LG’s Velvet will be available in the US starting tomorrow, July 22nd, following its launch in South Korea and several European countries. The midrange phone will debut online at AT&T with support for its 5G network, costing $20 per month for 30 months (totaling $600). For a limited time, the carrier is offering the phone for half that monthly cost if you buy one on an installment plan with a new line of service. AT&T will carry the Velvet in stores starting on August 7th.
T-Mobile and Verizon will support it later this summer. LG noted in its press release that the Velvet is compatible with Verizon’s mmWave ultrawide band 5G network as well as its sub-600Hz network, which Verizon currently plans to have ready later this year.
There’s just a single configuration of the Velvet that has 6GB of RAM and 128GB of storage with microSD card support. While $600 seems like a decent deal, it’s certainly not as aggressively priced as previous flagship phones, like the $699 LG G8X that included the dual-screen attachment by default. We’ve reached out to LG to see whether an unlocked version will be made available and if it plans to launch the dual-screen accessory in the US.
Compared to LG’s past flagship phones, the Velvet isn’t attempting to go head-to-head in terms of power with Samsung, Google, OnePlus, and other popular manufacturers. It comes with the Snapdragon 765G, which has a built-in 5G modem, much like the new OnePlus Nord. While certainly not as fast as the Snapdragon 865, it allows the Velvet to be more affordable while still having 5G connectivity. The Velvet features a 4,300mAh battery, and with this chipset, most people shouldn’t have an issue making it through at least a day or more under normal use cases, though connecting to 5G will probably severely impact it.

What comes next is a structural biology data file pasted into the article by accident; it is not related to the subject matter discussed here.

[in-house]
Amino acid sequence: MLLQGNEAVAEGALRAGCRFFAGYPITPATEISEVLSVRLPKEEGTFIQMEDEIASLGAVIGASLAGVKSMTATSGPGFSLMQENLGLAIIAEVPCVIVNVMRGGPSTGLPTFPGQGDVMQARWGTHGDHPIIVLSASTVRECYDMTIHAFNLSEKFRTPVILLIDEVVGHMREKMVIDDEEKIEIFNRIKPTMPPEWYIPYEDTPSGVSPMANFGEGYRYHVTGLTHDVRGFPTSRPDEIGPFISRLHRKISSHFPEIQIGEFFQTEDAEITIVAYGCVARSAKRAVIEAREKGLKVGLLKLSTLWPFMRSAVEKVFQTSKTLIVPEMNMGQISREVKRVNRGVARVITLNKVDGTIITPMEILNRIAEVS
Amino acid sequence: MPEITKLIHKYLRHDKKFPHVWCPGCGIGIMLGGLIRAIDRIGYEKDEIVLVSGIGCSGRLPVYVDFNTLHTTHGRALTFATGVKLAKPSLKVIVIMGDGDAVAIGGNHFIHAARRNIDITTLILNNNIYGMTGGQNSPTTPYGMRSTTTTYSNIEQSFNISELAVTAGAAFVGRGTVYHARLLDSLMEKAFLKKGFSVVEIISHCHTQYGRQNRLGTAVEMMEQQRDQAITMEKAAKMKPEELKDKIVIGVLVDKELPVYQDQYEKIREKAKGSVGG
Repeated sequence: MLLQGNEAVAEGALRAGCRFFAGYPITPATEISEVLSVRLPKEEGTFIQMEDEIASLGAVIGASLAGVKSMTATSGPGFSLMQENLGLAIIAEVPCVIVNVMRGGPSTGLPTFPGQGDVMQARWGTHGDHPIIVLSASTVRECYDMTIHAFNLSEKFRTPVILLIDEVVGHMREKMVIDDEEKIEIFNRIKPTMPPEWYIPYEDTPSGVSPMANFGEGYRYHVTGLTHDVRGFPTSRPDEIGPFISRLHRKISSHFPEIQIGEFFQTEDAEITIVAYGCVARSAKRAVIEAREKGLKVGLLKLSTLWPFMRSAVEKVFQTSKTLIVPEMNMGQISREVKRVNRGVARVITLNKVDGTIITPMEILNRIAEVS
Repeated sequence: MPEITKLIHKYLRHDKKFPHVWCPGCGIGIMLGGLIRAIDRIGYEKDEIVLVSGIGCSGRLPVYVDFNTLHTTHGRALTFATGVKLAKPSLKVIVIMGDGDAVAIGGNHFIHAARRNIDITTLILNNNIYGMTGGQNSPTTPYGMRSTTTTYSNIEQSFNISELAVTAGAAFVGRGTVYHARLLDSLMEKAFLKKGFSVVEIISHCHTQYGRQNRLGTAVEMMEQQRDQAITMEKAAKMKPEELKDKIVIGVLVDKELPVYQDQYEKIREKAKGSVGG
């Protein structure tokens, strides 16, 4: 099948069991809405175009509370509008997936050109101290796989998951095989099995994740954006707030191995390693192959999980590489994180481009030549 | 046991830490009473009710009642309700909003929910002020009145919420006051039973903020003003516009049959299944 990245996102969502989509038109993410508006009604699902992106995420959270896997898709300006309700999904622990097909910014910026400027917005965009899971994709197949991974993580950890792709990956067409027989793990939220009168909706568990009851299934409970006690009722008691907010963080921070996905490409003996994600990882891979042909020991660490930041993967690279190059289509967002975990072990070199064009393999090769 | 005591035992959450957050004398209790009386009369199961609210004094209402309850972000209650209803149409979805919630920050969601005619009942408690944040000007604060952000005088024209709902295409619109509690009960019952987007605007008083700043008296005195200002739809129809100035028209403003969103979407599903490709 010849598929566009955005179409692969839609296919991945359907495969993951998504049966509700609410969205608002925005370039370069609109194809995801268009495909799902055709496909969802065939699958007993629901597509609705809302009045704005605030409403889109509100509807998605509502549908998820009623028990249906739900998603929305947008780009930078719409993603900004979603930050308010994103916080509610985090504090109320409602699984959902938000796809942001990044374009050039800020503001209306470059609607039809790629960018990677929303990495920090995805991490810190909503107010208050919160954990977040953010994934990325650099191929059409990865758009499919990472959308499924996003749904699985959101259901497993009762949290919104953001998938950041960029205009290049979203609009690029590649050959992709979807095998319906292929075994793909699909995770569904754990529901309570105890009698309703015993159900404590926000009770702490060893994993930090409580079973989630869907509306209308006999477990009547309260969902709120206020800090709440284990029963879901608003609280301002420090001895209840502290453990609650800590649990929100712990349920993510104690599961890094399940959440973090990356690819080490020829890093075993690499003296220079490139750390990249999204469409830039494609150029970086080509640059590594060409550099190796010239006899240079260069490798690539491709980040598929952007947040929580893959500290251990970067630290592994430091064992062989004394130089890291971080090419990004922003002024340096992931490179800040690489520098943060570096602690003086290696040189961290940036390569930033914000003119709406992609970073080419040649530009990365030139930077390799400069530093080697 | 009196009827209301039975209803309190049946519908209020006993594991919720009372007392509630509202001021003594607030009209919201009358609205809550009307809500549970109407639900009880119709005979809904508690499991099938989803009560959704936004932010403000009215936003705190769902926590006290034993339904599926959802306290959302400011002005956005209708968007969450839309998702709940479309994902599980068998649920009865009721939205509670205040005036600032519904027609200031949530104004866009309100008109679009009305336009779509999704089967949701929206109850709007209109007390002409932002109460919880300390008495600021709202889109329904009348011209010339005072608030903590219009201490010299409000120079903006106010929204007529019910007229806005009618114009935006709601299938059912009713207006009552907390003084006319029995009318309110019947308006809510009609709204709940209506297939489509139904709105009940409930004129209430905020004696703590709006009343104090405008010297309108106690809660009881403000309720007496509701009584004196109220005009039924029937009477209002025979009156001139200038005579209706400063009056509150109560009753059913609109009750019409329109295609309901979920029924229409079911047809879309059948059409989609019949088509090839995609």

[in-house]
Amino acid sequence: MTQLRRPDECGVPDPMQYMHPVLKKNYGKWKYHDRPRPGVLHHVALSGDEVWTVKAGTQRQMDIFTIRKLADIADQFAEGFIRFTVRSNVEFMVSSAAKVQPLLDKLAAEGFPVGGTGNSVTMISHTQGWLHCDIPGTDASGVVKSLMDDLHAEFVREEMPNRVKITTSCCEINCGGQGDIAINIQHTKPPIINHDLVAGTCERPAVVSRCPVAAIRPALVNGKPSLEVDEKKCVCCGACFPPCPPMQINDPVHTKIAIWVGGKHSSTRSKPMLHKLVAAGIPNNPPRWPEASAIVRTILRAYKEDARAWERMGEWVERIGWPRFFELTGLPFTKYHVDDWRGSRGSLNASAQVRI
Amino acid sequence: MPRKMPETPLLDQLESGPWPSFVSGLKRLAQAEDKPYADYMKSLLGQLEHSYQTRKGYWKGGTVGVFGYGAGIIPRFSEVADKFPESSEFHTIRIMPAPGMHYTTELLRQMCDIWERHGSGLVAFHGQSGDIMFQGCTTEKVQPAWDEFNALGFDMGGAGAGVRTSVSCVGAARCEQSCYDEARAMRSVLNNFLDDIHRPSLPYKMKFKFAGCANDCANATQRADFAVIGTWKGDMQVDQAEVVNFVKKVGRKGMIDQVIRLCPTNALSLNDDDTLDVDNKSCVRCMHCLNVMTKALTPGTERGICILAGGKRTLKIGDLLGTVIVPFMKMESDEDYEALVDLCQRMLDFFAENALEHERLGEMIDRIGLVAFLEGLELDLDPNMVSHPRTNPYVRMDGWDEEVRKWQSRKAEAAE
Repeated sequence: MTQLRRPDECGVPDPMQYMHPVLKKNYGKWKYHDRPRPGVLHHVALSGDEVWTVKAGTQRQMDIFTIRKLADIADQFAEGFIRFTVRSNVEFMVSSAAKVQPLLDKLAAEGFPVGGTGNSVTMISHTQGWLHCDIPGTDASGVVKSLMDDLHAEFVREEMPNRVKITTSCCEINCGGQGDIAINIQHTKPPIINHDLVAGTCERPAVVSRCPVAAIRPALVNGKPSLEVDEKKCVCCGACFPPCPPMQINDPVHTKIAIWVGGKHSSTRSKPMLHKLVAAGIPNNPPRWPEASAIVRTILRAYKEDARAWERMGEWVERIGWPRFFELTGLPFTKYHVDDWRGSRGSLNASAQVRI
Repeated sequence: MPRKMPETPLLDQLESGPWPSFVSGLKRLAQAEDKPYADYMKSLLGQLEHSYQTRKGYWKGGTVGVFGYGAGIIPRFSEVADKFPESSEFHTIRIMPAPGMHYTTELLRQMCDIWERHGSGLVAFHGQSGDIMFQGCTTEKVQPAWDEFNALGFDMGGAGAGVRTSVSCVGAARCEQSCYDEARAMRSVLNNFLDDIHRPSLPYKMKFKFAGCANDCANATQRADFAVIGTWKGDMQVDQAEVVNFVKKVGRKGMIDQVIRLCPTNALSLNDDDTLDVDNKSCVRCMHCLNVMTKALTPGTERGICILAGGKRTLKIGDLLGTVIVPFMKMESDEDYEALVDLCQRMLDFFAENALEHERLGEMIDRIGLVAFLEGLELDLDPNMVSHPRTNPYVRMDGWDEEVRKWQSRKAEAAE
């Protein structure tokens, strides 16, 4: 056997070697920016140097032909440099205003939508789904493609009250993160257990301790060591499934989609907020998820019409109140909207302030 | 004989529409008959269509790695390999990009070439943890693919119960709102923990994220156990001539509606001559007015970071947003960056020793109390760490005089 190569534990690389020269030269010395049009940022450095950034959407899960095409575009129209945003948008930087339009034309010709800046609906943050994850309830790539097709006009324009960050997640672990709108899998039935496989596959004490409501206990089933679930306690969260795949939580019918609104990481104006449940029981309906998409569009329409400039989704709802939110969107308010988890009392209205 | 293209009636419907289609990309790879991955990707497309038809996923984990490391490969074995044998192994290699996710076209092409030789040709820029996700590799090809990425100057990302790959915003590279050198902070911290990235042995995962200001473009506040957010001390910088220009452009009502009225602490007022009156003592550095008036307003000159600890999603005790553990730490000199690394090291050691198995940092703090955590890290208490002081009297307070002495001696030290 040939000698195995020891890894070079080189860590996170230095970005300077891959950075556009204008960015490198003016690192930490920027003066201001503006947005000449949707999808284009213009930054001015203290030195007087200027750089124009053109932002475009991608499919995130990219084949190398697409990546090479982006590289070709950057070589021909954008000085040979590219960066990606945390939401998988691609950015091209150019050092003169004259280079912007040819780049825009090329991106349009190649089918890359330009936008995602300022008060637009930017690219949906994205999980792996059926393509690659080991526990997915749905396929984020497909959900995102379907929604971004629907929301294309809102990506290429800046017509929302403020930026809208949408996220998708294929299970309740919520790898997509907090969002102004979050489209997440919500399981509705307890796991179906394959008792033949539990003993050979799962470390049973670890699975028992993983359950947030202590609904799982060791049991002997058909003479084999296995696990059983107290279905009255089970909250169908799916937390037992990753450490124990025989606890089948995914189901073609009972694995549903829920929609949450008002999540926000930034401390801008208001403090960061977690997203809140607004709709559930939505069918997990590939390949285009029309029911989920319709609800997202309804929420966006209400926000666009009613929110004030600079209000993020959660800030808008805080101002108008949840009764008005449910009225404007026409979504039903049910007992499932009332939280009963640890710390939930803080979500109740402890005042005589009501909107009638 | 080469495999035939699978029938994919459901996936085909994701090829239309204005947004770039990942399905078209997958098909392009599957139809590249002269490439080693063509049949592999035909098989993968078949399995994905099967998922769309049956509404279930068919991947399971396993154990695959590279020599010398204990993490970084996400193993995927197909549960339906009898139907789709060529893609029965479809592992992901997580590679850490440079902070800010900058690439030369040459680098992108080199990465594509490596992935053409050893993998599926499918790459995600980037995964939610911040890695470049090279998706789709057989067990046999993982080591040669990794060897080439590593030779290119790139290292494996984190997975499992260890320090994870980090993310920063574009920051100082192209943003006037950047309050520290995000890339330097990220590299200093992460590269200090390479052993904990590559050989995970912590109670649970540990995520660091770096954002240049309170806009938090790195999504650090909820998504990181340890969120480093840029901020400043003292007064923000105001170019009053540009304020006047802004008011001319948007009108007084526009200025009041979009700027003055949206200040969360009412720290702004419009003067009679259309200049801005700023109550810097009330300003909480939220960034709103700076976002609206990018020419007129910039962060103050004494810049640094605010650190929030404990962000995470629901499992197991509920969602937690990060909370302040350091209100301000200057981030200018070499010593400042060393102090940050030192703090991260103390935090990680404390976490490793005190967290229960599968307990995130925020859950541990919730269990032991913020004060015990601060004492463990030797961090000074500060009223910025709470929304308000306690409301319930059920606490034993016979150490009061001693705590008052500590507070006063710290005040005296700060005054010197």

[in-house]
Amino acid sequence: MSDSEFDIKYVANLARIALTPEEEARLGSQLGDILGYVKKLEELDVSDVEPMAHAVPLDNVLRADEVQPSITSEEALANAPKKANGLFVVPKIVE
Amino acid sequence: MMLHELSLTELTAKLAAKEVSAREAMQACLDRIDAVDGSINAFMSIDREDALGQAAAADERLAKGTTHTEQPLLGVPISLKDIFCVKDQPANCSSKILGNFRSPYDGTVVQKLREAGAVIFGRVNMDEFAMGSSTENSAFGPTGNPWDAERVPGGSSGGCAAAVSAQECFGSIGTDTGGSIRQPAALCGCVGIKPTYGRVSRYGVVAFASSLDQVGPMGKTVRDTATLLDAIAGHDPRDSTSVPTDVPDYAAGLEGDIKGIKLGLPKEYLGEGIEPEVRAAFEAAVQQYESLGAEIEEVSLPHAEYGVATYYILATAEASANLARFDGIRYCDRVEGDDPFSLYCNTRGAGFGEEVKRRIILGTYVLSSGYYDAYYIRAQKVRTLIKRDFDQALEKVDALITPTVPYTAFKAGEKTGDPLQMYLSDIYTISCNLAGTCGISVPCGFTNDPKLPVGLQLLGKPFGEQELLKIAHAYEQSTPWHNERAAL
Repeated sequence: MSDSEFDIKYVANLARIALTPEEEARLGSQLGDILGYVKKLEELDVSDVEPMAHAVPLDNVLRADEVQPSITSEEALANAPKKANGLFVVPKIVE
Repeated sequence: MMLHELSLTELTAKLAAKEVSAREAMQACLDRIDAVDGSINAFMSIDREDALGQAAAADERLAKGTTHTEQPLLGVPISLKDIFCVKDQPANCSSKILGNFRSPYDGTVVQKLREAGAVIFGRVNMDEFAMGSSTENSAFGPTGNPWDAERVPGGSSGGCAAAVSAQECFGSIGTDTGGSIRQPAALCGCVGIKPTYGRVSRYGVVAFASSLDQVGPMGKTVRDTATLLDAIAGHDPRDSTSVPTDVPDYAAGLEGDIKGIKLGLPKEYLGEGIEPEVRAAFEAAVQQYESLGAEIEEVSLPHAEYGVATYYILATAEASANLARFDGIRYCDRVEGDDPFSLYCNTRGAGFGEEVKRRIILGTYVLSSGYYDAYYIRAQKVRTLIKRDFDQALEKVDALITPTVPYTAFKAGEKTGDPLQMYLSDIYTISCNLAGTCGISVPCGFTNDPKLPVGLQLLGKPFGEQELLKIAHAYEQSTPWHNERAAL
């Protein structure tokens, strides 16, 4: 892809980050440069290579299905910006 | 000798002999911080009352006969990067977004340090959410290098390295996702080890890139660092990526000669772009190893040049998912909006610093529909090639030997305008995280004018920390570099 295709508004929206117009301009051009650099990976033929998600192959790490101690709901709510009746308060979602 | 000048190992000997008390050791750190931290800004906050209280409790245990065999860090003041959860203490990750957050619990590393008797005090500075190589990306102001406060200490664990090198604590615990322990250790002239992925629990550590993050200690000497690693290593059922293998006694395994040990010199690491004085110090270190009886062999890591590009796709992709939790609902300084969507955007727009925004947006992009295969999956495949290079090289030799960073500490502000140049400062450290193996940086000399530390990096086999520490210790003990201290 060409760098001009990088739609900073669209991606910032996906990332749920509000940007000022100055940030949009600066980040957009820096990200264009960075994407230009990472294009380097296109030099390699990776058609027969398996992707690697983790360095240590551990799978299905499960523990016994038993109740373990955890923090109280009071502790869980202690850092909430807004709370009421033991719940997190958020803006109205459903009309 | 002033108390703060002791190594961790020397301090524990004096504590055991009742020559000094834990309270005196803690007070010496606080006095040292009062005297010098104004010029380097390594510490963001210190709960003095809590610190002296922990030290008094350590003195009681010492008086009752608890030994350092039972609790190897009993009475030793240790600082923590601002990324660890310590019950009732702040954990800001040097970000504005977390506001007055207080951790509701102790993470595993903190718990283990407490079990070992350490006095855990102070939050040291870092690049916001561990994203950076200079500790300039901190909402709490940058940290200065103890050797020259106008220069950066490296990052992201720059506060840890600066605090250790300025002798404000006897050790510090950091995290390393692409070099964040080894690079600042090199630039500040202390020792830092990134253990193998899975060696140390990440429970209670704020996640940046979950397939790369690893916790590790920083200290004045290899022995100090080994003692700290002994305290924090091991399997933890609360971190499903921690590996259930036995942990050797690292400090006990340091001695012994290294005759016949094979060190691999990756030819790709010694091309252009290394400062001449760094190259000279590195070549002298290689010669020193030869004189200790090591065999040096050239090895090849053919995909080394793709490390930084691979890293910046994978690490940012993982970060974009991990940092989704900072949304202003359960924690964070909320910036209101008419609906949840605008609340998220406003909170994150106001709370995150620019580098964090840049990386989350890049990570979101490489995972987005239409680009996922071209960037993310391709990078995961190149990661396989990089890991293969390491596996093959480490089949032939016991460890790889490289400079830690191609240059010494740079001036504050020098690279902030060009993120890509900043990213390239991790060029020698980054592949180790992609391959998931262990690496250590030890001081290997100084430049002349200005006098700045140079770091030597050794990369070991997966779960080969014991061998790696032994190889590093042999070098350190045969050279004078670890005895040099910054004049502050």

In terms of design, it’s right up there with the most appealing Android phones available now. It has a striking new look for LG, complete with a 6.8-inch OLED screen and IP68-rated waterproofing. The Velvet features a headphone jack, but unfortunately, it lacks the Quad DAC hardware for hi-fi music that most flagship LG phones from the past handful of years have had. My colleague Sam Byford reviewed the Korean variant of the Velvet, which has the slightly slower Snapdragon 765. He noticed some performance stutters, but generally, it’s not as much of a compromise as you might expect. However, that doesn’t mean that it’s a breeze to use. Here’s a snippet from Sam:
Apps load quickly, web pages render as expected, games run fine, and so on. But the Velvet still somehow feels slow, whether it’s the 60Hz display or the stuttery scrolling in certain apps. I don’t know if it’s the chip itself or LG’s software, but it doesn’t match up to other 2020 flagship Android phones.
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